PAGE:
每天喝咖啡与降低慢性C型肝炎恶化风险有关


  【24drs.com】November 2, 2009 — 根据在线登载于10月20日Hepatology期刊的一篇大型前瞻性研究结果,每天喝3杯以上咖啡与降低慢性C型肝炎恶化风险有关。
  
  第一作者、国家癌症研究中心的Neal Freedman博士在新闻稿中表示,这是首次描述与C型肝炎有关的肝病恶化和喝咖啡之关联的研究。因为有许多人感染C型肝炎病毒(HCV [hepatitis C virus]),因此确认与肝病恶化相关的可调整风险因素很重要。虽然我们无法排除喝咖啡之外的其它因素的可能性,但我们的研究结果认为,喝较多咖啡的病患,其疾病恶化风险较低。
  
  研究样本包括「Hepatitis C Antiviral Long-Term Treatment against Cirrhosis (HALT-C)」试验的766名研究对象,肝脏切片有C型肝炎相关桥状纤维化或肝硬化,且peginterferon加ribavirin治疗无法达到病毒持续性反应。
  
  在3.8年的追踪期间,每三个月评估一次临床结果,包括腹水、慢性肝病恶化、肝脏相关死亡率、肝性脑病变、肝细胞肿瘤、自发性细菌性腹膜炎、静脉曲张出血或肝纤维化增加。没有肝硬化的研究对象中,还有一个结果,在第1.5和3.5年进行的预定切片中,Ishak肝脏纤维化指数增加2分。
  
  开始时,喝较多咖啡与切片较少严重脂肪变性、白蛋白值较高、血清AST/ALT比值较低、α-胎儿蛋白值较低、胰岛素值较低、以及体内平衡模型评估等有关(各项比较之P < .05)。
  
  在230名病患中,与增加咖啡摄取量而降低相关比率的结果为:每100人-年中,11.1人完全没喝、12.1人每天喝不到1杯、8.2人每天喝1-3杯、6.3人每天喝3杯以上(趋势P值 = .0011)。相较于未喝咖啡者的对应相对风险为,喝不到1杯者为1.11 (95%信赖区间[CI]为0.76 - 1.61)、喝1-3杯者为0.70 (95% CI为0.48 - 1.02)、喝3杯以上者为0.47 (95% CI为0.27 - 0.85) (趋势P值 = .0003)。
  
  开始时的指定治疗方式或肝硬化状态并不会影响风险评估,饮用较多绿茶或红茶与结果无关。
  
  研究限制包括观察性研究设计;无法一般化到健康族群;采用自我报告的资料;缺乏有关无咖啡因咖啡、汽水与咖啡酿煮方式的资料。
  
  研究作者写道,在一个末期C型肝炎相关肝病患者的大型前瞻性研究中,规律饮用咖啡与疾病恶化率较低有关。本研究观察到的咖啡与肝病恶化之间的关联,与饮酒和抽菸无关。
  
  国家糖尿病与消化道与肾病研究中心、国家过敏与感染症研究中心、国家癌症研究中心、国家弱势民族与健康歧异中心、国家研究资源中心、国家健康研究中心等支持本研究。 Hoffmann-La Roche公司透过与国家健康研究中心的合作研发协议提供资金进行本研究。研究作者中有7人声明与Hoffmann-La Roche公司有各种财务关系。

Drinking Coffee Daily Linked to Lower Risk for Progression of Chronic Hepatitis C

By Laurie Barclay, MD
Medscape Medical News

November 2, 2009 — Drinking 3 or more cups of coffee per day is linked to a lower risk for progression of chronic hepatitis C, according to the results of a large prospective study reported online in the October 20 issue of Hepatology.

"This study is the first to address the association between liver disease progression related to hepatitis C and coffee intake," lead author Neal Freedman, PhD, MPH, from the National Cancer Institute in Rockville, Maryland, said in a news release. "Given the large number of people affected by HCV [hepatitis C virus] it is important to identify modifiable risk factors associated with the progression of liver disease. Although we cannot rule out a possible role for other factors that go along with drinking coffee, results from our study suggest that patients with high coffee intake had a lower risk of disease progression."

The study sample consisted of 766 participants in the Hepatitis C Antiviral Long-Term Treatment against Cirrhosis (HALT-C) trial who had hepatitis C–related bridging fibrosis or cirrhosis on liver biopsy and in whom peginterferon plus ribavirin treatment failed to achieve sustained virologic response.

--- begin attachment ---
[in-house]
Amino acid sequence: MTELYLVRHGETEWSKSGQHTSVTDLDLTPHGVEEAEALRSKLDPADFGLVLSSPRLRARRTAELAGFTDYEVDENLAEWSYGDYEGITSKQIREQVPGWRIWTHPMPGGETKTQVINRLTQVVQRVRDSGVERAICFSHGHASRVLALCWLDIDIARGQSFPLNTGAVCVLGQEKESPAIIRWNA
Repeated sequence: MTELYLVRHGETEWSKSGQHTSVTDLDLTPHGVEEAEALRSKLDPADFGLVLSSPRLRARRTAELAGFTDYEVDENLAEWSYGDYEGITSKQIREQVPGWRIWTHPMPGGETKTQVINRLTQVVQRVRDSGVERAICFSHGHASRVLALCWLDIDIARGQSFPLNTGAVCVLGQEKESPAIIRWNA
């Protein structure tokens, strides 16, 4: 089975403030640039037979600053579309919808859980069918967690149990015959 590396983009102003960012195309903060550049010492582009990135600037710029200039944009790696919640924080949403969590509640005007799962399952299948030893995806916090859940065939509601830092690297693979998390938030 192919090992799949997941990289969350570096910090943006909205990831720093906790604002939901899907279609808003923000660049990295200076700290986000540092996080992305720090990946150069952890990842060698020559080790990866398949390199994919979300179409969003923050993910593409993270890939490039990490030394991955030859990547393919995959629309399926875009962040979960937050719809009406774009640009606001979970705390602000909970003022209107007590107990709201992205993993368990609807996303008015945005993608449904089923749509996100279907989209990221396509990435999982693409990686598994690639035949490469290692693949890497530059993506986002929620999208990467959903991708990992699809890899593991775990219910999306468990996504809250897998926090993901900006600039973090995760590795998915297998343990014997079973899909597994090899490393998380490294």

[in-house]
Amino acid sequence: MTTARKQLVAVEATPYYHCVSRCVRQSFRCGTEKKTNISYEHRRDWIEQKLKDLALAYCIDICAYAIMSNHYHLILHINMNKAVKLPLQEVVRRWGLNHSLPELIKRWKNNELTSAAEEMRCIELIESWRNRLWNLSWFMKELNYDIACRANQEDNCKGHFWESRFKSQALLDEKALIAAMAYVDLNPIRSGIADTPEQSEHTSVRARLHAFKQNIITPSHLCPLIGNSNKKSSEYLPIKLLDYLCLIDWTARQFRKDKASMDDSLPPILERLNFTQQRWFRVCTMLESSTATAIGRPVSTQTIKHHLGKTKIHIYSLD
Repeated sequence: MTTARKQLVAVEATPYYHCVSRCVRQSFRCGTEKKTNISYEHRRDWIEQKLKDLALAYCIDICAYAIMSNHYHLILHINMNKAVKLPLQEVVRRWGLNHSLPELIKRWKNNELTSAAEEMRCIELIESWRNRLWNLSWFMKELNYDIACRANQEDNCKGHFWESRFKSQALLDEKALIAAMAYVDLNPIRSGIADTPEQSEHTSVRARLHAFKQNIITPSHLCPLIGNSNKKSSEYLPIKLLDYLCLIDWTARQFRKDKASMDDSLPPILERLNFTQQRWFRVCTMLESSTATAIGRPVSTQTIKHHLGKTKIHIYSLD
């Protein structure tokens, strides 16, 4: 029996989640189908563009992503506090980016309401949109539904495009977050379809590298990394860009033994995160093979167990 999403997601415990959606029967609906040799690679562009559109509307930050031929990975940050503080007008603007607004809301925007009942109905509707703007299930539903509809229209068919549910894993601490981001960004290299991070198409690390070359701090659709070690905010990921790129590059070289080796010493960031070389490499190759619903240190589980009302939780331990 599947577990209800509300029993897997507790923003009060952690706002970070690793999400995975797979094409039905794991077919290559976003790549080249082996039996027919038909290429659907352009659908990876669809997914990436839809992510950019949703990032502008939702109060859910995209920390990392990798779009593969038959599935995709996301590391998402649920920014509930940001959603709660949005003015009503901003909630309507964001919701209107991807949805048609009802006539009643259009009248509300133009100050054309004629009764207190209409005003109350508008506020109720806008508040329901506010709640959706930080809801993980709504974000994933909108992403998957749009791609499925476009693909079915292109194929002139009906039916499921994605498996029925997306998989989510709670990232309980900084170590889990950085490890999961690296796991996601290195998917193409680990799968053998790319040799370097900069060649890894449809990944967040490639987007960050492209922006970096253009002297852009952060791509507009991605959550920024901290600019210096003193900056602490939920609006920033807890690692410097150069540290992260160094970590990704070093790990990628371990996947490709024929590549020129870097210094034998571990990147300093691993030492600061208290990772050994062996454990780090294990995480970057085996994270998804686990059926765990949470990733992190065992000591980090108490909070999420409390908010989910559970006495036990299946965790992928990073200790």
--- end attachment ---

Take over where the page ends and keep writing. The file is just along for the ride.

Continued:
During 3.8 years of follow-up, clinical outcomes were assessed every 3 months, including ascites, progression of chronic liver disease, liver-related mortality, hepatic encephalopathy, hepatocellular carcinoma, spontaneous bacterial peritonitis, variceal hemorrhage, or increased liver fibrosis. An additional outcome in participants without cirrhosis was a 2-point increase in Ishak fibrosis score on protocol biopsies performed at 1.5 and 3.5 years.

At baseline, higher intake of coffee consumption was associated with biopsy evidence of less severe steatosis, higher albumin levels, and lower serum aspartate aminotransferase-to-alanine aminotransferase ratio, alpha-fetoprotein, insulin levels, and homeostatic model assessment score (P < .05 for all comparisons).

Outcomes occurred in 230 patients, with lower rates associated with increased coffee consumption: 11.1/100 person-years for none, 12.1 for less than 1 cup/day, 8.2 for 1 to fewer than 3 cups/day, and 6.3 for 3 or more cups/day (P for trend = .0011). The corresponding relative risks (RRs) vs not drinking coffee were 1.11 (95% confidence interval [CI], 0.76 - 1.61) for less than 1 cup/day, 0.70 (95% CI, 0.48 - 1.02) for 1 to fewer than 3 cups/day, and 0.47 (95% CI, 0.27 - 0.85) for 3 or more cups/day (P for trend = .0003).

Treatment assignment or cirrhosis status at baseline did not affect risk estimates, and consumption of green or black tea was not associated with outcomes.

Limitations of this study include observational design; lack of generalizability to healthier populations; reliance on self-reported data; and lack of information on decaffeinated coffee, soft drinks, and coffee brewing methods.

"In a large prospective study of participants with advanced hepatitis C–related liver disease, regular coffee consumption was associated with lower rates of disease progression," the study authors write. "The association between coffee and liver disease progression observed in this study was independent of alcohol intake and cigarette smoking."

The National Institute of Diabetes and Digestive and Kidney Diseases, the National Institute of Allergy and Infectious Diseases, the National Cancer Institute, the National Center for Minority Health and Health Disparities and the National Center for Research Resources, National Institutes of Health, supported this study. Hoffmann-La Roche, Inc, provided additional funding to conduct this study through a Cooperative Research and Development Agreement with the National Institutes of Health. Seven of the study authors have disclosed various financial relationships with Hoffmann-La Roche, Inc.

Hepatology. 2009;50:1360-1369.?

    
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